The browser you are using is out of date and is no longer supported. To view and use this site correctly, please update your browser to the latest version.

Celebrating modern Scottish architecture

24 November 2009

Some of Scotland’s leading architecture experts will today (Tuesday, Nov. 24) ask if people value buildings created since the war.

Michael Russell, Minister for Culture, External Affairs and the Constitution, will lead the debate at Scotland, Building for the Future conference in Dundee’s Bonar Hall.

The Minister said: “People have hugely varying opinions about architecture created in the last 60 years, and how we value and protect the best of it. you only need to look at the outcry when a new building is proposed in a historic location to see how strong the interest in this subject is.

“This conference, hosted by Historic Scotland, is giving people the chance to raise their concerns and discuss them with people who can make a difference. It is also an incredible opportunity to hear some of the leading commentators on architecture in Scotland – both on the discussion panel and in the audience. “

Speakers at the conference include Raymond Young, Chair of Architecture and Design Scotland; Neil Baxter, Secretary and Treasurer of the Royal Incorporation of Architects in Scotland; architect David Page of Page and Park; Miles Glendinning, Director of the Scottish Centre for Conservation Studies; Janet Bain, Curator of the Scottish Screen Archive at the National Library of Scotland, Malcolm Cooper, Chief Inspector and Dr Deborah Mays, Head of Listing at Historic Scotland.

In Scotland there are around 47,000 listed buildings with less than 0.5 per cent of those built following the war years.

Giving protection to modern buildings, including Edinburgh’s Commonwealth Pool, The St Andrew’s Ambulance Centre at Cowcaddens and Dundee University’s Arts Tower, often generates publicity and this conference is an opportunity to hear if people believe these buildings deserve to be kept for the future, or whether we need more time to appreciate them?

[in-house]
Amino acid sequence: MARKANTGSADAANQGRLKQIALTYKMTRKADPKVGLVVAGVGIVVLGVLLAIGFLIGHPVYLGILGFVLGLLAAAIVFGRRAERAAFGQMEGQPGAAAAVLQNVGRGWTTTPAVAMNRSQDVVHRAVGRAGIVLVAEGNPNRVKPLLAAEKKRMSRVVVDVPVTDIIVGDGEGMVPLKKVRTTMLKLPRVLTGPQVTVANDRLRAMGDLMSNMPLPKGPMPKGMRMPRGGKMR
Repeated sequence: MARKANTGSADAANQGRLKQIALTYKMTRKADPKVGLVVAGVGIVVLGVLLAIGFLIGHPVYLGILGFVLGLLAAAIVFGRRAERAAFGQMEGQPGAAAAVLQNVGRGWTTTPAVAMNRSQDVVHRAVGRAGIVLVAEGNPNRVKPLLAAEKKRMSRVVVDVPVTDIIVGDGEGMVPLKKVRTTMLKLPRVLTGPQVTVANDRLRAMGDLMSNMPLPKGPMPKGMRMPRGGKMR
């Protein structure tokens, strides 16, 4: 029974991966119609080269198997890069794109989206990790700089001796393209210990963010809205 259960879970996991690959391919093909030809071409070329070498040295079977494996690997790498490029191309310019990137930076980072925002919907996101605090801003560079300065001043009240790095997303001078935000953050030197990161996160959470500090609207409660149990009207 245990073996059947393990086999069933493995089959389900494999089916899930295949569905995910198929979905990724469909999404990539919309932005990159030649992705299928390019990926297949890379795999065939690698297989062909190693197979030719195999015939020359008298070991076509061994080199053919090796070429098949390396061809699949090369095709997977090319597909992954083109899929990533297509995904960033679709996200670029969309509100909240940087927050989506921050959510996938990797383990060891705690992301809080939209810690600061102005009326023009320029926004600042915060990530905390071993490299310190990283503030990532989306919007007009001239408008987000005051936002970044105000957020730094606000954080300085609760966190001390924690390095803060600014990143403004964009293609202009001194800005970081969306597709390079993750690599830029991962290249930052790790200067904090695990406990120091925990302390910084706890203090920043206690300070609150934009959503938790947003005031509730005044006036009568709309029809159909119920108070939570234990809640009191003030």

To find out more about the conference and how the end of the war impacted on the country’s architects, designers and builders to change our built landscapes forever visit www.celebratingscotlandsartchitecture.org.

Notes for editors

  • Of the approximately 47,000 listed buildings in Scotland, 197 were built in the last 65 years (0.4 per cent).

  • Historic Scotland is an executive agency of the Scottish Government charged with safeguarding the nation’s historic environment. The agency is fully accountable to Scottish Ministers and through them to the Scottish Parliament. For more information visit www.historic-scotland.gov.uk

  • Historic Scotland is delighted to be supporting the 2009 Year of Homecoming with a series of initiatives including family trails, spectacular events and the creation of a Homecoming Pass for heritage attractions in association with other heritage organisations.


For further information


Lesley Brown
Communications and Media Officer
Communications and Media
0131 668 8603 or 07788 923873
lesley.brown@scotland.gsi.gov.uk